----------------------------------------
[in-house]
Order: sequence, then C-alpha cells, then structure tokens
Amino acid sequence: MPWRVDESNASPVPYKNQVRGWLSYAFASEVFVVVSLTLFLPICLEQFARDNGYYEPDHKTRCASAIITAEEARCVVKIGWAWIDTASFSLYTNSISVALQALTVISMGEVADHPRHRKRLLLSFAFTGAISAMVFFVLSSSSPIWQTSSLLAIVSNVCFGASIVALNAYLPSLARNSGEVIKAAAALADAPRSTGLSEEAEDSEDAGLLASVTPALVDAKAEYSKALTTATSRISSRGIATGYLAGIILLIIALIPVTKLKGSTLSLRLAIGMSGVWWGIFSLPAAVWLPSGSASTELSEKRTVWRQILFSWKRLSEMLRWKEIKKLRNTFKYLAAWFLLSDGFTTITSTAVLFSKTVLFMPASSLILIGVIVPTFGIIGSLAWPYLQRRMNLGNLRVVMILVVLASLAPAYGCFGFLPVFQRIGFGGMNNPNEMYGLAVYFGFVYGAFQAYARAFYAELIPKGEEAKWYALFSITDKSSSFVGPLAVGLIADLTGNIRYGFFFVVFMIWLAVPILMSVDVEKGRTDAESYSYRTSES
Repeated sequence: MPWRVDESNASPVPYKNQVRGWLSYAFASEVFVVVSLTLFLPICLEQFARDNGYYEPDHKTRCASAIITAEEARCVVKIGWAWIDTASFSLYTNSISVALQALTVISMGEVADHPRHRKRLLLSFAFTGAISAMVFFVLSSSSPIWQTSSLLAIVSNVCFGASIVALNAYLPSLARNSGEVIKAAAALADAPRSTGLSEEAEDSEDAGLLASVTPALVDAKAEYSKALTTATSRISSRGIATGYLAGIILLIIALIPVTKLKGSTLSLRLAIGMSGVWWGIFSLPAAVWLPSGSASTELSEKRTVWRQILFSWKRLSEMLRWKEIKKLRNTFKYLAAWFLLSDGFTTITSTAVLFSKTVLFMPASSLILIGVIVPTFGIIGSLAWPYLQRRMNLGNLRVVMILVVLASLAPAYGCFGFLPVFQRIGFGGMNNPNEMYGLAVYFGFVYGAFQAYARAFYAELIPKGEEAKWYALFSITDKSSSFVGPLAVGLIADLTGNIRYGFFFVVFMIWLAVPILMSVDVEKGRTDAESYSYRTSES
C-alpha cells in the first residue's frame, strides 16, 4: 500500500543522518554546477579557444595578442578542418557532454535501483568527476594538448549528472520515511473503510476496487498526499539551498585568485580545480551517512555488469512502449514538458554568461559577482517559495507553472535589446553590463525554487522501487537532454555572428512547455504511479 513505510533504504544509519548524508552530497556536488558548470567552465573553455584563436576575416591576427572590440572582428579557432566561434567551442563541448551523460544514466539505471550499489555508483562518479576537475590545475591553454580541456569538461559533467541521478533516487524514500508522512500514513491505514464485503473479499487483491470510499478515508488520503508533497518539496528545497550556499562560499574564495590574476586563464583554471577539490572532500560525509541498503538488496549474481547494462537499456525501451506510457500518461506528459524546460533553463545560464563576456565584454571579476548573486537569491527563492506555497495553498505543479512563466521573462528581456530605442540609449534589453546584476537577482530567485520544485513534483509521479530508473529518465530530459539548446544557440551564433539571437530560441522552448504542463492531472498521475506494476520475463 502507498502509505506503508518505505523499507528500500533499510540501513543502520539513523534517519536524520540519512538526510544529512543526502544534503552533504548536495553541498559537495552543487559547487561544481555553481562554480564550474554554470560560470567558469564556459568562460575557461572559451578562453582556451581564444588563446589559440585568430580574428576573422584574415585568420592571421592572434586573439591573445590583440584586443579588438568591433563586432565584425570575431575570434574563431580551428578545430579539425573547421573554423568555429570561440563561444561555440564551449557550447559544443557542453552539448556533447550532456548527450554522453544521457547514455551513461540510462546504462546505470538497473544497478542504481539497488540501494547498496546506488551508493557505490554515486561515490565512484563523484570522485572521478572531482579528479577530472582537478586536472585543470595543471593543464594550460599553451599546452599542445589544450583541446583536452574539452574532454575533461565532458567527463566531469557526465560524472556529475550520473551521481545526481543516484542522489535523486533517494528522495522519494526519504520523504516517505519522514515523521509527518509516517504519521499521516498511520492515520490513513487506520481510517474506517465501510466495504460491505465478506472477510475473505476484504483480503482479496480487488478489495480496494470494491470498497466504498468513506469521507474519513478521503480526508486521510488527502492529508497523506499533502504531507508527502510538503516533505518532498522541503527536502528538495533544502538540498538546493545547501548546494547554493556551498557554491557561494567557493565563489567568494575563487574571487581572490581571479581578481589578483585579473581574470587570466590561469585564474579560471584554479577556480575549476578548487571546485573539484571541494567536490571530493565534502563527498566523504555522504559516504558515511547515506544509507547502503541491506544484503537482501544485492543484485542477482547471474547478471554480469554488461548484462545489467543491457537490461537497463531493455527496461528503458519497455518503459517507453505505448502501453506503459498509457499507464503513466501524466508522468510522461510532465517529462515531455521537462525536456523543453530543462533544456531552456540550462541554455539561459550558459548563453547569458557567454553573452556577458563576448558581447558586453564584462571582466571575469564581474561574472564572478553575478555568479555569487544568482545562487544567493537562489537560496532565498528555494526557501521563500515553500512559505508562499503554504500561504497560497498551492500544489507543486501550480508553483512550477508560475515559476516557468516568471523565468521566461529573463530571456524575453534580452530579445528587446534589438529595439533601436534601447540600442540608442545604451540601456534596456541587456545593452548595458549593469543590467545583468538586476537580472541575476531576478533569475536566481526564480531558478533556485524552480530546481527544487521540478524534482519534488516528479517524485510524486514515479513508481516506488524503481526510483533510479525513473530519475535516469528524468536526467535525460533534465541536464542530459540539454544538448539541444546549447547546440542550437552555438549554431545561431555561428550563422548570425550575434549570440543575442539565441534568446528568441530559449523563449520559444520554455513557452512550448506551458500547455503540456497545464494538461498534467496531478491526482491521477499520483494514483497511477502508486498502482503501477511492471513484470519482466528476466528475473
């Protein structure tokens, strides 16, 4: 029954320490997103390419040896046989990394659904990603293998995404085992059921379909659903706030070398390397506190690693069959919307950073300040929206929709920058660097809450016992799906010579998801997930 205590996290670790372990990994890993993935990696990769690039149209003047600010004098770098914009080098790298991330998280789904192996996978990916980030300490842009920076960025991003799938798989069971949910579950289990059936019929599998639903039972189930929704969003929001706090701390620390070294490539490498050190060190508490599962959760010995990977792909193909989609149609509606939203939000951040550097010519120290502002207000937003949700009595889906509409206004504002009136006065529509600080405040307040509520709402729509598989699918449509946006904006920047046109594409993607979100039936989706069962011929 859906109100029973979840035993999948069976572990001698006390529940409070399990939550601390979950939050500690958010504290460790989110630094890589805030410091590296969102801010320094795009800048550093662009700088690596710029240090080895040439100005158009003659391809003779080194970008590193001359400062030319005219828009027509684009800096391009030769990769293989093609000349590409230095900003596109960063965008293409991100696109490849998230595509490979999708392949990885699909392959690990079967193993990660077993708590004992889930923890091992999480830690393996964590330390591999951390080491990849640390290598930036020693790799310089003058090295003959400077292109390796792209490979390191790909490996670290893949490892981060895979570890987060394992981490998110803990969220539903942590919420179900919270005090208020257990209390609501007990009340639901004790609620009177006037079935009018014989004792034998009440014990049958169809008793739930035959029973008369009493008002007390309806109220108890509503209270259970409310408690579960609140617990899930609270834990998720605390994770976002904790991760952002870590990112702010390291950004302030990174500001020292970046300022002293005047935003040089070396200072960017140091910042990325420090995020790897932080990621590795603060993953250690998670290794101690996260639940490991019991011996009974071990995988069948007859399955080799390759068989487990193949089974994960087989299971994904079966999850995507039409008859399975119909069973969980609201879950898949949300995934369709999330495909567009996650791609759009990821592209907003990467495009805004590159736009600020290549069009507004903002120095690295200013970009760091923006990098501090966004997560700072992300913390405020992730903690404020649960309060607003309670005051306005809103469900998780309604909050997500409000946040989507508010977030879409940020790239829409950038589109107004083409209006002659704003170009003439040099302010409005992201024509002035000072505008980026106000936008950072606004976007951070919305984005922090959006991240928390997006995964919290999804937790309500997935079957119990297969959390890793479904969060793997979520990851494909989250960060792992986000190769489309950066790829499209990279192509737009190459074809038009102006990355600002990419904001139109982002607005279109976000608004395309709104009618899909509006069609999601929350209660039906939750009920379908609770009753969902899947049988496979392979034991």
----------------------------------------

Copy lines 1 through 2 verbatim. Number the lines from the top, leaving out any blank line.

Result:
[in-house]
Order: sequence, then C-alpha cells, then structure tokens